2010 Annual Survey of violations of trade union rights - Singapore
|Publisher||International Trade Union Confederation|
|Publication Date||9 June 2010|
|Cite as||International Trade Union Confederation, 2010 Annual Survey of violations of trade union rights - Singapore, 9 June 2010, available at: http://www.refworld.org/docid/4c4fec5937.html [accessed 28 November 2014]|
|Disclaimer||This is not a UNHCR publication. UNHCR is not responsible for, nor does it necessarily endorse, its content. Any views expressed are solely those of the author or publisher and do not necessarily reflect those of UNHCR, the United Nations or its Member States.|
ILO Core Conventions Ratified: 29 – 98 – 100 – 105 (denounced) – 138 – 182
The vast majority of unionised workers are members of a union affiliated to the National Trade Union Congress (NTUC), which serves as a proxy for the ruling People's Action Party (PAP). Trade union activities are strictly regulated, and the authorities have broad powers to intervene.
Trade union rights in law
Although basic trade union rights are recognised, they are subject to restrictions. The Constitution guarantees the right to join and form trade unions, however Parliament may impose limitations on formation on grounds of security, public order or morality. The Registrar also has vast powers to refuse to register a union or cancel registration, and may decide whether to approve a new union's rules or changes to an existing union's rules. Government employees are prohibited from joining trade unions, although the President has the right to make exceptions to this provision. Foreign nationals' access to union official posts is subject to permission by the Minister of Manpower. Furthermore, unions may not freely determine how to use their funds.
While the right to collective bargaining is recognised, all collective agreements must be certified by the tripartite Industrial Arbitration Court, which can refuse certification on the grounds of public interest. Union democracy is hampered by the fact that union members no longer have the power to accept or reject collective agreements negotiated on their behalf.
In addition, in limited situations, the law provides for compulsory arbitration by the request of only one of the parties to an industrial dispute. To call a strike, 50% plus one of all the trade union's members must vote in favour, and there is no specific legal protection for striking workers.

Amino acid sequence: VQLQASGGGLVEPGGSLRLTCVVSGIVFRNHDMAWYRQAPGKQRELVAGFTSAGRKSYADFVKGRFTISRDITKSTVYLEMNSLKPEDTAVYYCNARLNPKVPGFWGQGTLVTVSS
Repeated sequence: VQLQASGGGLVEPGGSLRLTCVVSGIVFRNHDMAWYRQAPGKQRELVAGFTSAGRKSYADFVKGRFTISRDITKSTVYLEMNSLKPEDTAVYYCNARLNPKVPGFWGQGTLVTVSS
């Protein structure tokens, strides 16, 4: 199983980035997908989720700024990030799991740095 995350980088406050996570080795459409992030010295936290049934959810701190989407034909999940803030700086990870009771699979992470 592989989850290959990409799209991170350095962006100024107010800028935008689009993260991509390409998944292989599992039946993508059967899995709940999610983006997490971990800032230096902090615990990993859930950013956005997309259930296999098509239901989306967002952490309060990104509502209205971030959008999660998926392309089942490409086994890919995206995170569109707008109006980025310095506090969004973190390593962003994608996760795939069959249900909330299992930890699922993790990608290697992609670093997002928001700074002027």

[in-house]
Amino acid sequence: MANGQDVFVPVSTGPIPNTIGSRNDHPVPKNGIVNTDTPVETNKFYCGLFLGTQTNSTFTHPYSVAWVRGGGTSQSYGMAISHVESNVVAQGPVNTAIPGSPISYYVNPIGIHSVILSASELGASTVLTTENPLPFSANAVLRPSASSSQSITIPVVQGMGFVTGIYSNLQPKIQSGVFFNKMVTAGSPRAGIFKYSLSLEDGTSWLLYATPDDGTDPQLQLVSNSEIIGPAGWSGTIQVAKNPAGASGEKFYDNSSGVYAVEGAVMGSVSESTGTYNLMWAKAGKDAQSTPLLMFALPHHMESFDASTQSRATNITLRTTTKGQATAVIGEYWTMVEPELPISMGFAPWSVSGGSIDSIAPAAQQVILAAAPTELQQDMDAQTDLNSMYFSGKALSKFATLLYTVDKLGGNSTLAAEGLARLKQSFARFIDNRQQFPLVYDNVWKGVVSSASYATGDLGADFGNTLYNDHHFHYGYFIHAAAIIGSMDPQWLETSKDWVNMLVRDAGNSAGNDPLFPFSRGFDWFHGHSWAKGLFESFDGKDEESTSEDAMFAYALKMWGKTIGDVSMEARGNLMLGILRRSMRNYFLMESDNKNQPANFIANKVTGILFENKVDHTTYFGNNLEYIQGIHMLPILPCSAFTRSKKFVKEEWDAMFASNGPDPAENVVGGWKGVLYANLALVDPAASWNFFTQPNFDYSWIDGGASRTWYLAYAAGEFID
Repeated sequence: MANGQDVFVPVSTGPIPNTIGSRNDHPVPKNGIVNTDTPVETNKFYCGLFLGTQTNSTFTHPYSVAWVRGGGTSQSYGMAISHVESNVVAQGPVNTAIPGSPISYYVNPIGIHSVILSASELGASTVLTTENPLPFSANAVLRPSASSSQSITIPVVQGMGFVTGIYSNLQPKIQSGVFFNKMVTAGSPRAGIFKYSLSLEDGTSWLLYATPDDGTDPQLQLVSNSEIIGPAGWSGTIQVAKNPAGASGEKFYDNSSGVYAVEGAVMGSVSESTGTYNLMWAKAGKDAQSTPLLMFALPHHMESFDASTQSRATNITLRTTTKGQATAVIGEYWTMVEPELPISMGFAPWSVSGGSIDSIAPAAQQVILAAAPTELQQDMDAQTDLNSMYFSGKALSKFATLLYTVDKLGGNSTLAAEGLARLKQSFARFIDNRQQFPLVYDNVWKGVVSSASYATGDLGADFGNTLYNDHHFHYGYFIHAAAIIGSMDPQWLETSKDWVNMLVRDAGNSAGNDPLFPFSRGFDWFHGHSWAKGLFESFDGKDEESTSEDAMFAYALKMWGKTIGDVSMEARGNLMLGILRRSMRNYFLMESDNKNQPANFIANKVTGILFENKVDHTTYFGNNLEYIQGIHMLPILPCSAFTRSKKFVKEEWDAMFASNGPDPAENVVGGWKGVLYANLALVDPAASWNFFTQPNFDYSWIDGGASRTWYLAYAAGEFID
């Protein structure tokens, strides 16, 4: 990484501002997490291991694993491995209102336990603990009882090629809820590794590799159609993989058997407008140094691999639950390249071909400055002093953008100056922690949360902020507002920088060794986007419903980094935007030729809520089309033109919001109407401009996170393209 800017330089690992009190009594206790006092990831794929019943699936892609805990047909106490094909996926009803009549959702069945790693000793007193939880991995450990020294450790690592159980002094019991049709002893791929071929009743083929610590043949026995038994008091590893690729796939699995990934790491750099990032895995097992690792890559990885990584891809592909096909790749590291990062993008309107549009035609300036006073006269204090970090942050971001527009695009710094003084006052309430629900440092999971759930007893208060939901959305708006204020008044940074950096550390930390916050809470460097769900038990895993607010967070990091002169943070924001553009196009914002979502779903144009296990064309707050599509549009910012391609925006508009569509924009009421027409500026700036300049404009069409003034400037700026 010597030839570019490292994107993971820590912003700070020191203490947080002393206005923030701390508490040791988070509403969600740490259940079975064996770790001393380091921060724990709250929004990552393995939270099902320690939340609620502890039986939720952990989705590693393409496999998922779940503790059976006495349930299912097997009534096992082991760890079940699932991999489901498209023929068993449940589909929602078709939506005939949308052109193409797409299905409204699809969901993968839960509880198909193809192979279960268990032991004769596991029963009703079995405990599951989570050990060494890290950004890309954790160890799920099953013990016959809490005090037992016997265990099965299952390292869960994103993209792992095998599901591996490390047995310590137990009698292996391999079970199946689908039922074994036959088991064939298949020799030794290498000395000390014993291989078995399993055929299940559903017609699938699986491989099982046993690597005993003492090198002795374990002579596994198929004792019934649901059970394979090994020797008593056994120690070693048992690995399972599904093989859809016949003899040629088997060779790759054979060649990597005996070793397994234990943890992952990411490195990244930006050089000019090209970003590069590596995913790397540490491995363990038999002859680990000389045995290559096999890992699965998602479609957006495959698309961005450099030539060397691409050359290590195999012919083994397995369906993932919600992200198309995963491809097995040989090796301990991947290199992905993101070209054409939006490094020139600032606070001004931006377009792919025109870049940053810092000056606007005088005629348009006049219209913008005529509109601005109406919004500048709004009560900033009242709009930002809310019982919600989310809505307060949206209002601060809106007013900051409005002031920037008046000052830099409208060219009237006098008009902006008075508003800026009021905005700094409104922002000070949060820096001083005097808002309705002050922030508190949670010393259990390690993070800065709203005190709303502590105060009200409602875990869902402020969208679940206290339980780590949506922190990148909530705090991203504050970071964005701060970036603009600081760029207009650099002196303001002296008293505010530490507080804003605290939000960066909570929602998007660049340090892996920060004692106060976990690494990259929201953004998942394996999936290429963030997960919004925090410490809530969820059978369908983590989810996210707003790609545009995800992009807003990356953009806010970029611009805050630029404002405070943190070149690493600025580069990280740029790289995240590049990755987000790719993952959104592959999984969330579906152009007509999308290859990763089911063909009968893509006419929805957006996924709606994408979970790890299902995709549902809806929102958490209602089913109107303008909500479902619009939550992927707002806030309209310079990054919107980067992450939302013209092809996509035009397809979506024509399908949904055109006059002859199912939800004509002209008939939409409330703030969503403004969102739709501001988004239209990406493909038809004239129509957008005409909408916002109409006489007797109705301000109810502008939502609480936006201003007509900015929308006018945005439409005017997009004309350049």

Trade union rights in practice and violations in 2009
Restrictions not applied: Practice suggests that many of the laws are outdated, as in reality many of the potential restrictions on trade union rights are not applied. The unions have called for these outdated restrictions to be removed from the country's legislation.
Close ties with ruling party: With the exception of six unions, the rest of the country's 62 unions are affiliated with the National Trades Union Congress (NTUC), which is closely linked to the ruling People's Action Party (PAP). The NTUC Secretary General currently serves on the PAP Central Executive Committee. The NTUC secretary general also holds a seat in the Cabinet as a minister in the Prime Minister's Office. Trade unions may not contribute to political parties, and the NTUC does not permit members supportive of opposition policies to hold office. The NTUC-PAP relationship, which dates back to the founding of the NTUC in 1961, is described as "symbiotic" and was formally endorsed in 1980 at the NTUC Ordinary Delegates Conference. It was publicly reaffirmed in December 2004. Currently, there are 16 PAP MPs with direct or former ties to the NTUC.
Strikes scarcely practised: The government's tight rein on industrial action, and the tradition of non-confrontational industrial relations, has meant that there have been only two officially recorded days of strike action since 1978. However, strike actions have occasionally occurred. There were no strikes in 2009.
Migrant workers' rights restricted: Restrictions on migrant workers' rights to serve as an officer, trustee or staff member of a union (without prior written approval by the Minister) affect a significant percentage of the country's workforce. According to the government's Ministry of Manpower, at the end of 2007 the total work force in Singapore was 2,730,000 with 900,800 (33%) noted as foreign workers.
Foreign domestic workers' difficulties to organise: Foreign domestic workers have little opportunity to organise to defend their rights or demand improvements in their conditions of work. Labour laws exclude approximately 180,000 migrant domestic workers from key protections guaranteed to other workers, such as a weekly day off, limits on working hours, annual leave, paid holidays, and caps on salary deductions.